A unique aspect of the project is the active partnership of the School of Public Health, Harvard University in the research methodology adopted for Sanjeevani.

Others present on the occasion included senior functionaries of NACO, UNAIDS, UNDP, ILO, DDG Tuberculosis (Health Ministry), Ministry of Labour besides stakeholders in the programme.

Centre carves out new pharma department

Considering the growth of the Indian pharma industry, the government has finally issued a notification for setting up a separate department of pharmaceuticals. The notification was issued on July 1.
“The separate department would be carved out from the existing chemical and fertiliser department, which is now taking care of the sector. The process of setting up the separate department including finding a place, deciding on functions and number of joint secretaries may get completed in three months,” said an industry expert. Though the original idea was to bring the drug price regulator National Pharmaceutical Pricing Authority (NPPA) and Drug Controller General of India (DCGI) under one roof, the Cabinet has not approved it. “The NPPA and DCGI would not become part of the separate department. The pricing authority and the regulator would continue to work independently and this has been spelt out in the notification,” said the expert.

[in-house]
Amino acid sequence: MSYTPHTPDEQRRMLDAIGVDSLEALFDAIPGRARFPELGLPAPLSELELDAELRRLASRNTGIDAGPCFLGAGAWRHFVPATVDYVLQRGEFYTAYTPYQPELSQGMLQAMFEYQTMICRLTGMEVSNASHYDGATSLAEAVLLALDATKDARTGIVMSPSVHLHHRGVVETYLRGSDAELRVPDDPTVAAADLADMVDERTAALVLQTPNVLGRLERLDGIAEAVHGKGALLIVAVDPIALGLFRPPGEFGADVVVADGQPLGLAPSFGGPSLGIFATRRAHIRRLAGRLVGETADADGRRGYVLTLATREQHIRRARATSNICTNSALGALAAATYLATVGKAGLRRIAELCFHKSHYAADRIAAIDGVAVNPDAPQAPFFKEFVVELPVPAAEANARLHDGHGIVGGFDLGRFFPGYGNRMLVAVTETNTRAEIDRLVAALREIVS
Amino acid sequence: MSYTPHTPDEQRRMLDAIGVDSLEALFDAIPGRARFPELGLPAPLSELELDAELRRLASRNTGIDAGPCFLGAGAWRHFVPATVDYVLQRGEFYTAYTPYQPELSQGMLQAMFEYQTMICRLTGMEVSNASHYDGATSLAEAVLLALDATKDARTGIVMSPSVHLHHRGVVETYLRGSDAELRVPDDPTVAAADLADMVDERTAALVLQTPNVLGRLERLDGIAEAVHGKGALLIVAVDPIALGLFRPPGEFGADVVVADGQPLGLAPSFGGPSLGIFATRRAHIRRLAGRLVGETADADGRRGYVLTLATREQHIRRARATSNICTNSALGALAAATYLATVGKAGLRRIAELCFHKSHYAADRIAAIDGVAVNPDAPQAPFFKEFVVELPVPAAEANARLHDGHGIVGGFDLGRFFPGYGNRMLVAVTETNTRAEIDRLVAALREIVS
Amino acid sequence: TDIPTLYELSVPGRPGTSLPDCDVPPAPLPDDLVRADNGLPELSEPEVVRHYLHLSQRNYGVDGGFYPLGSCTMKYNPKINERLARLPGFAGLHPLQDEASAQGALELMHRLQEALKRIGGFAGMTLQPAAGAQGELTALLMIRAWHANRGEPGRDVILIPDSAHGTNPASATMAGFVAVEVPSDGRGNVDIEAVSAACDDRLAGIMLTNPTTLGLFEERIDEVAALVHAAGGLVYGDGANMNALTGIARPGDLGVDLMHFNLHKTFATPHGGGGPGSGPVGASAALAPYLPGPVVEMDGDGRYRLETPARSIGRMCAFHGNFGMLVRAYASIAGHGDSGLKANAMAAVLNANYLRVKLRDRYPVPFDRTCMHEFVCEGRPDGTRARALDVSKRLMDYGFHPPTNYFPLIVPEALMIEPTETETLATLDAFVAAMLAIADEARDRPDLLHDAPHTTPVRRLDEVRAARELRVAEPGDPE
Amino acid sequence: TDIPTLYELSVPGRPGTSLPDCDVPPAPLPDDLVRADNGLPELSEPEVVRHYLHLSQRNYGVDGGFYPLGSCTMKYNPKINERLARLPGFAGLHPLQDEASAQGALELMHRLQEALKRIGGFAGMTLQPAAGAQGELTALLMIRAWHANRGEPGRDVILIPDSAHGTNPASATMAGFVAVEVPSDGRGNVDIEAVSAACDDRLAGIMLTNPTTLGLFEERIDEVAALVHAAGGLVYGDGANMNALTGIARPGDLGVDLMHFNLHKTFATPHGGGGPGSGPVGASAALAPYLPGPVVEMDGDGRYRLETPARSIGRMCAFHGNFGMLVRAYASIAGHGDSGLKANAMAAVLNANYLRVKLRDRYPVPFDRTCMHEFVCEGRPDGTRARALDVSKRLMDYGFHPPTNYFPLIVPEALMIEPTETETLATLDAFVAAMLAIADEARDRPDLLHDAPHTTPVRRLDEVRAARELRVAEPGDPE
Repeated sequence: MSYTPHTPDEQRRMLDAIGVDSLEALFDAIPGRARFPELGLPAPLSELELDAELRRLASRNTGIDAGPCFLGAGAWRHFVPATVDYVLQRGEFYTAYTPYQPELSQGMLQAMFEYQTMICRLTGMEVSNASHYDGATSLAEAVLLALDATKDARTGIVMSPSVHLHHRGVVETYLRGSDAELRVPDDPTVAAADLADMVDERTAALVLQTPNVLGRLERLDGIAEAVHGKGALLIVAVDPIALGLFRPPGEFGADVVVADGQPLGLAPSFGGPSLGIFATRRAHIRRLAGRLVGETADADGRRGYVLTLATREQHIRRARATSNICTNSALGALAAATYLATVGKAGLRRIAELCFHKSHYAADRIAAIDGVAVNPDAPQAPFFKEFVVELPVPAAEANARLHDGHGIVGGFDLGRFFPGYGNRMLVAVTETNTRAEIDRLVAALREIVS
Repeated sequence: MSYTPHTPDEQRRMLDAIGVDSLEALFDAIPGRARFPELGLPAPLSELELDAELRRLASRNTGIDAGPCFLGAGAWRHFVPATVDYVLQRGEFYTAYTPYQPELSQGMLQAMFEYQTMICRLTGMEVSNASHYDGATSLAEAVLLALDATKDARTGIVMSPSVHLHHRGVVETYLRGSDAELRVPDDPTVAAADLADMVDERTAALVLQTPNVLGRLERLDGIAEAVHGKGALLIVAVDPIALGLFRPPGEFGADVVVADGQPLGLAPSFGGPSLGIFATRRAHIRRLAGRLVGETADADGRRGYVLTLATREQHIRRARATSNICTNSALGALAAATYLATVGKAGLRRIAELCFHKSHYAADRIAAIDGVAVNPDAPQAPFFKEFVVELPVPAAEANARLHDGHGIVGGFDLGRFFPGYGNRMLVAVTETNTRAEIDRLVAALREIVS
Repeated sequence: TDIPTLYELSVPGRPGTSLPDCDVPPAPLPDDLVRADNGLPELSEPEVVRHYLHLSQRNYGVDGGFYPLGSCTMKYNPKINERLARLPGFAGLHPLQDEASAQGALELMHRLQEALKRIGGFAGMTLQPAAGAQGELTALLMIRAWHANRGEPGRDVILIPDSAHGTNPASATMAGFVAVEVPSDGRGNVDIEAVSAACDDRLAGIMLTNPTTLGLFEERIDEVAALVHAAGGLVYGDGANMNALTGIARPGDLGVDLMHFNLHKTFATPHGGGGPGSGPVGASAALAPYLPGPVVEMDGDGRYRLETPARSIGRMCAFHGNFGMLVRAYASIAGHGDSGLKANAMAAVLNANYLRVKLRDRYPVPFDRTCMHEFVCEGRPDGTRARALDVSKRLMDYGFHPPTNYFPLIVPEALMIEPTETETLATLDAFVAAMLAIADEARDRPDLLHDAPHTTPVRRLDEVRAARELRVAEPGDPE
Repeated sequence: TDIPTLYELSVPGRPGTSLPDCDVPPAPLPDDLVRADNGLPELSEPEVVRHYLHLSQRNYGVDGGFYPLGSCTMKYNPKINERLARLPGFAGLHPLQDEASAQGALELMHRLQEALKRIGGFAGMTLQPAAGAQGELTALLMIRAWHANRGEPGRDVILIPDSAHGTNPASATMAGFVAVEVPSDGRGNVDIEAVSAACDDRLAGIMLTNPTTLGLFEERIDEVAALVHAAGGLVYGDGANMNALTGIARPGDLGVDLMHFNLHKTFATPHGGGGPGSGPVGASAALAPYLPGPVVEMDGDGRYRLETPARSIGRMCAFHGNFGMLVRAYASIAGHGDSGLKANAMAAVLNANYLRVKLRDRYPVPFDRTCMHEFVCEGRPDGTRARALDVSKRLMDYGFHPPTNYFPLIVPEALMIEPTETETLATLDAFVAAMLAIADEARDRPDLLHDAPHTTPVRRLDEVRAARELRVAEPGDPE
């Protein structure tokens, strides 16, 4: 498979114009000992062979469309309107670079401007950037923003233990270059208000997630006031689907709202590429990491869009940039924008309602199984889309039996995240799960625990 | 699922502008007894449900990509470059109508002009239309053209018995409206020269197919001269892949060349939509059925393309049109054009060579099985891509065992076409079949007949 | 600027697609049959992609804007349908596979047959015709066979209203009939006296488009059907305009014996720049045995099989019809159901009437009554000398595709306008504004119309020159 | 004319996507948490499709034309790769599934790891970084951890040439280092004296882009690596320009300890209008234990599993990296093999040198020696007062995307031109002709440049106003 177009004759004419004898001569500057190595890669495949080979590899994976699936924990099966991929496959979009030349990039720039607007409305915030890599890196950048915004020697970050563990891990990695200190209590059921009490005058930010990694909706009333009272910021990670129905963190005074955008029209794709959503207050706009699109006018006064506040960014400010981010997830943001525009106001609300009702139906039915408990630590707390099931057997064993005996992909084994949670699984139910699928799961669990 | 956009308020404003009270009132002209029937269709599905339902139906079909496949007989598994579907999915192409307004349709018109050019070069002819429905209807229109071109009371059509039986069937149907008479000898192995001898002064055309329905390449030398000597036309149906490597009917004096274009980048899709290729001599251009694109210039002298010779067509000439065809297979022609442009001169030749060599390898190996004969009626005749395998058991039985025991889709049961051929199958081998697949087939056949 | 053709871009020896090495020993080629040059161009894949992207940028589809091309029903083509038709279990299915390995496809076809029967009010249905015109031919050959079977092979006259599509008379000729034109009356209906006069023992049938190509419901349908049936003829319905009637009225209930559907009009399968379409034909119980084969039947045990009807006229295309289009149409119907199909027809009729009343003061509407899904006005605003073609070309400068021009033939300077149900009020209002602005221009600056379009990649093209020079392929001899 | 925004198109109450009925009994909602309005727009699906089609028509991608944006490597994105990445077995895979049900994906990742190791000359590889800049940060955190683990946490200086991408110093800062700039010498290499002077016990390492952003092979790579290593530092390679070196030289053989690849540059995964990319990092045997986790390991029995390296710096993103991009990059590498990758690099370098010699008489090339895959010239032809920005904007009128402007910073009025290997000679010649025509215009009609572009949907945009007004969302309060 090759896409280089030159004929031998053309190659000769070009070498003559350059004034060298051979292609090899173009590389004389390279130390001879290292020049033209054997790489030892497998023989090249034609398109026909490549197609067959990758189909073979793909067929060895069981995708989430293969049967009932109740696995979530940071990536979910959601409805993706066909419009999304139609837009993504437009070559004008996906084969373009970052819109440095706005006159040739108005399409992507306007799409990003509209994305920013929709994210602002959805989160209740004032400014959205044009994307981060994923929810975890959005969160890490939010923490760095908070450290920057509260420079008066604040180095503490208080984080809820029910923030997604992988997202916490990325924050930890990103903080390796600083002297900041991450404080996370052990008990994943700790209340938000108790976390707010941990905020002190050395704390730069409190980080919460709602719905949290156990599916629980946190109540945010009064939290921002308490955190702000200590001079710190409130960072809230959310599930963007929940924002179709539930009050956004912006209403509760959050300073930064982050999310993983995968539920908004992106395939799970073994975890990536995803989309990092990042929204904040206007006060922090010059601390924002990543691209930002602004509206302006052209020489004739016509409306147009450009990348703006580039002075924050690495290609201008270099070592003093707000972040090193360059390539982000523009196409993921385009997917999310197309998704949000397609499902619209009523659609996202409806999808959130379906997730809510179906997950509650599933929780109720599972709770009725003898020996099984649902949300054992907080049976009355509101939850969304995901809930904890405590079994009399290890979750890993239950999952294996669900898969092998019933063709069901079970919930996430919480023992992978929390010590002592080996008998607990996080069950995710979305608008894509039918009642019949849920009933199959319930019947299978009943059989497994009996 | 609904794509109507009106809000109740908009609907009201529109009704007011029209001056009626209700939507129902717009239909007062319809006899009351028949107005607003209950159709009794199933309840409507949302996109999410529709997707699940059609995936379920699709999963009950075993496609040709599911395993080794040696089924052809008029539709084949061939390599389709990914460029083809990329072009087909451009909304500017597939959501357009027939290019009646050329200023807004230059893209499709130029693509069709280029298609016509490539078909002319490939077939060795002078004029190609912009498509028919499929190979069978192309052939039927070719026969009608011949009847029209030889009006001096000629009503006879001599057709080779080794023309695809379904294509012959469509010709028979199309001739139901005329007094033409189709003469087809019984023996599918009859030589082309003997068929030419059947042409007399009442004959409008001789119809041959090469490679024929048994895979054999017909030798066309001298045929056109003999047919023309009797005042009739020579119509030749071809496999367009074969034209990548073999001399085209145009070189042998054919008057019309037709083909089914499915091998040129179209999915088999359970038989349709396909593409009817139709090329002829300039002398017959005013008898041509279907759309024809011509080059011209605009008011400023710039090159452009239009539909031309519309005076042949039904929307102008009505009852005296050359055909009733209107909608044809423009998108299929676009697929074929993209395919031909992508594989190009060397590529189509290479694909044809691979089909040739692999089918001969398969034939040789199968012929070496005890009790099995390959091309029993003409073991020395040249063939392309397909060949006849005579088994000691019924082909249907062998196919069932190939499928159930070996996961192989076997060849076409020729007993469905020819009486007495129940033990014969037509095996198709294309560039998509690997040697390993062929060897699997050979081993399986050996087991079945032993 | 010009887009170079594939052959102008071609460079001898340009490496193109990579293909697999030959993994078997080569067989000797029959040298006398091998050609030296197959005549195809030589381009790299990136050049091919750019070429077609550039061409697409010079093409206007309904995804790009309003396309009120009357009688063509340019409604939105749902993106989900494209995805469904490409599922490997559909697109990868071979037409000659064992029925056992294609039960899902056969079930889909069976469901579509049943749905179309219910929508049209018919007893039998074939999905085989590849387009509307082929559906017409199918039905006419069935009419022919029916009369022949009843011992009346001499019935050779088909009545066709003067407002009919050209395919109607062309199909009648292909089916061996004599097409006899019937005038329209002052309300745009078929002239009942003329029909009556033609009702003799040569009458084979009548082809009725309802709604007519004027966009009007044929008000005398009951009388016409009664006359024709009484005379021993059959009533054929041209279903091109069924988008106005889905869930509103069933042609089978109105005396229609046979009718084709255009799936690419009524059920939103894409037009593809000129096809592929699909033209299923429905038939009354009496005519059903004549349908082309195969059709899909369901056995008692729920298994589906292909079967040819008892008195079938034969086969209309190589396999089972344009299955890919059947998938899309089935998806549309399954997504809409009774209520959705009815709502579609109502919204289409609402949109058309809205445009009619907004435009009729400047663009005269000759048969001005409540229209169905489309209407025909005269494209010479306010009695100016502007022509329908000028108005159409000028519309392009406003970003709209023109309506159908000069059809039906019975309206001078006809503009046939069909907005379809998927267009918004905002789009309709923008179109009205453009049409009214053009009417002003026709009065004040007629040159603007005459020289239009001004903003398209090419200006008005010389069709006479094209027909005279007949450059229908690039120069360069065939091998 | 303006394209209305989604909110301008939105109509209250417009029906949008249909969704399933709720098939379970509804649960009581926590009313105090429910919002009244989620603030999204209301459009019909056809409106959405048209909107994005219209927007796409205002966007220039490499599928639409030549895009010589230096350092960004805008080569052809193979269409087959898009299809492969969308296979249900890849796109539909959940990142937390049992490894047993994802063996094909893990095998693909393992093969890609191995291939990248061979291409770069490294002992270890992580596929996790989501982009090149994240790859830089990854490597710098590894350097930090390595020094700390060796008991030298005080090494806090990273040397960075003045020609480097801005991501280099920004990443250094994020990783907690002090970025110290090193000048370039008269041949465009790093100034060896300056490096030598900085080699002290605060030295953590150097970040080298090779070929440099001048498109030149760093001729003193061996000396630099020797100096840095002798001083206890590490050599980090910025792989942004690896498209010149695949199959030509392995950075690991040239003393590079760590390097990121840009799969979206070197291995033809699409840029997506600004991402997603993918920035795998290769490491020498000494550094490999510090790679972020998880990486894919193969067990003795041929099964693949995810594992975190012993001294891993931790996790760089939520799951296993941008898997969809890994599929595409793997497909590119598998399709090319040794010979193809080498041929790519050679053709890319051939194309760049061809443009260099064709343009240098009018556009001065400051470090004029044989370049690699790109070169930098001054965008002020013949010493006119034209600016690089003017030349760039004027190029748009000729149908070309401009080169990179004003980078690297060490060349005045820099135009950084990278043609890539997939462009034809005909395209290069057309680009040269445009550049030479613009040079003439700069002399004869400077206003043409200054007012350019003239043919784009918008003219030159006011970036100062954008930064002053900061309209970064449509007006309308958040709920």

With pricing and regulation, the two most important issues related to medicines, are kept out of the department, it would be interesting to see what all functions are defined for the department. It is learnt that NPPA chairman Ashok Kumar is among the front-runners for secretary of the new department.

Delhi’s govt hospitals told to ramp up

Concerned over the deteriorating healthcare service in the government hospitals, the Chief Minister of Delhi Shiela Dikshit directed all the Medical Superintendents of the Government Hospitals to provide more attention on maintenance in hospitals to enable them to bring desired improvement in healthcare. The CM conveyed this direction in a meeting that was attended by Health Minister Yoganand Shastri, Chief Secretary Shri Rakesh Mehta, Principal Secretary to CM, Principal Secretary (Health), Secretary (PWD) and Medical Superintendents of all Delhi Government Hospitals.

In order to provide more comforts to the patient, Shiela Dikshit instructed the hospitals to involve and constitute Arogya Samitis. To meet the requirement of more hospitals in the city, the government also decided to start a 750 bedded super-speciality hospital at Dwarka in the month of August, 2008. Moreover, the Government would open six allopathic, five homoeopathic, five ayurvedic and two unani dispensaries in the different parts of the city. The Chief Minister also directed the Department of Health & Family Welfare to expedite procurement of 150 quality ambulances to enable the government to deploy ambulances in year 2009 as the government is committed to ensure better health coverage before commencement of Commonwealth Games 2010.